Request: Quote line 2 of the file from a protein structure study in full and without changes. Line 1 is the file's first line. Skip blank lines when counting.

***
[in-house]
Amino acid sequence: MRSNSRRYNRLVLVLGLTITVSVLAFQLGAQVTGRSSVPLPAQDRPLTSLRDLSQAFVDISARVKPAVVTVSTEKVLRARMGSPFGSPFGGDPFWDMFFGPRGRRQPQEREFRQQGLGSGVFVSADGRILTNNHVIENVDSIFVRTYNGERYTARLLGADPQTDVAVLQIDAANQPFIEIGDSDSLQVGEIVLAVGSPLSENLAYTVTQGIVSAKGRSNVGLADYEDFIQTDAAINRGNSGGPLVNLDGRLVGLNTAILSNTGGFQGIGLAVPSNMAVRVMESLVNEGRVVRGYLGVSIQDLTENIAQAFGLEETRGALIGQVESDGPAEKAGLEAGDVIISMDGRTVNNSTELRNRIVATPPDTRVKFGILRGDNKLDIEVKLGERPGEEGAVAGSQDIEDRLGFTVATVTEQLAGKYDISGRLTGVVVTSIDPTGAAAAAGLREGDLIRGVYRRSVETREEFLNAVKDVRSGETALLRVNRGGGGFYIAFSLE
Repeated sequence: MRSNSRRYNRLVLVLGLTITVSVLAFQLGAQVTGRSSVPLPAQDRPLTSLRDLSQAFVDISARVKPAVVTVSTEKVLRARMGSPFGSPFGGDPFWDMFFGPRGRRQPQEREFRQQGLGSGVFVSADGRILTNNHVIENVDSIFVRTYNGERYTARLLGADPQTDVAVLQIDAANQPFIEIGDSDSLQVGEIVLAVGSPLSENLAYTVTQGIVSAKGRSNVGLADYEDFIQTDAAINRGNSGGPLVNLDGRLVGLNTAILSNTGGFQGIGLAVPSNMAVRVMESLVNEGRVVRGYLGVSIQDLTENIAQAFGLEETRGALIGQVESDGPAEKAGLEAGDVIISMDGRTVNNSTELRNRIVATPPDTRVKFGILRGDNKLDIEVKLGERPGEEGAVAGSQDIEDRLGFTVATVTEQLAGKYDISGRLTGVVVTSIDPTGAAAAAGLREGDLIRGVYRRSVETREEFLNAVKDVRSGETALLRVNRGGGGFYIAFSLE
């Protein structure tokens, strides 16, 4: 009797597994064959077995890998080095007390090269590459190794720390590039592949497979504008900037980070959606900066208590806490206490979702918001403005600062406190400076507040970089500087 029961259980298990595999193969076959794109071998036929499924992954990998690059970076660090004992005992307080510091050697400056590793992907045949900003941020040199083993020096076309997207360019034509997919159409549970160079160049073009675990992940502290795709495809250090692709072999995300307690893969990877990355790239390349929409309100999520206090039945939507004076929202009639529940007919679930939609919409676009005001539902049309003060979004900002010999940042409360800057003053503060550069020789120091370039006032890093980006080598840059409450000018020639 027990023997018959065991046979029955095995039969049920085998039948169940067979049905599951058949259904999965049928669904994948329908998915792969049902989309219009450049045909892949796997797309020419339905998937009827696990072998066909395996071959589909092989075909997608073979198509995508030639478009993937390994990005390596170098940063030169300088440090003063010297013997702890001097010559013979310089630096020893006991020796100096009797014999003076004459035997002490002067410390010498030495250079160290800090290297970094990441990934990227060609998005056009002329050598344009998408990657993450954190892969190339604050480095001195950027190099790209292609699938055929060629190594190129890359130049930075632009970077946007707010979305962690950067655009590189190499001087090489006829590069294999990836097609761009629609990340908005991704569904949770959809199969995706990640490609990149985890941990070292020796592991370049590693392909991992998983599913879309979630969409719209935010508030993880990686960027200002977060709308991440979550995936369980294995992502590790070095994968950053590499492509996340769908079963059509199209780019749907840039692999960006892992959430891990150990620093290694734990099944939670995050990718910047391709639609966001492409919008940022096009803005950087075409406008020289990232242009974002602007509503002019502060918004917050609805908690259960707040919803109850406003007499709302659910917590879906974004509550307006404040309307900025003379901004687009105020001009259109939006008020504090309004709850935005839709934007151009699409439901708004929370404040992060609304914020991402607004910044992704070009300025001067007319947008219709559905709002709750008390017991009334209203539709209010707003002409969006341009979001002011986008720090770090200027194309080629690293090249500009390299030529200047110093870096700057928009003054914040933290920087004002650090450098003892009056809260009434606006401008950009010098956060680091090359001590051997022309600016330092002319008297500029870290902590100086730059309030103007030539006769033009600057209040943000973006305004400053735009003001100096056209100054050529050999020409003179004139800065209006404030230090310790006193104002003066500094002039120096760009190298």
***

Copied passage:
Amino acid sequence: MRSNSRRYNRLVLVLGLTITVSVLAFQLGAQVTGRSSVPLPAQDRPLTSLRDLSQAFVDISARVKPAVVTVSTEKVLRARMGSPFGSPFGGDPFWDMFFGPRGRRQPQEREFRQQGLGSGVFVSADGRILTNNHVIENVDSIFVRTYNGERYTARLLGADPQTDVAVLQIDAANQPFIEIGDSDSLQVGEIVLAVGSPLSENLAYTVTQGIVSAKGRSNVGLADYEDFIQTDAAINRGNSGGPLVNLDGRLVGLNTAILSNTGGFQGIGLAVPSNMAVRVMESLVNEGRVVRGYLGVSIQDLTENIAQAFGLEETRGALIGQVESDGPAEKAGLEAGDVIISMDGRTVNNSTELRNRIVATPPDTRVKFGILRGDNKLDIEVKLGERPGEEGAVAGSQDIEDRLGFTVATVTEQLAGKYDISGRLTGVVVTSIDPTGAAAAAGLREGDLIRGVYRRSVETREEFLNAVKDVRSGETALLRVNRGGGGFYIAFSLE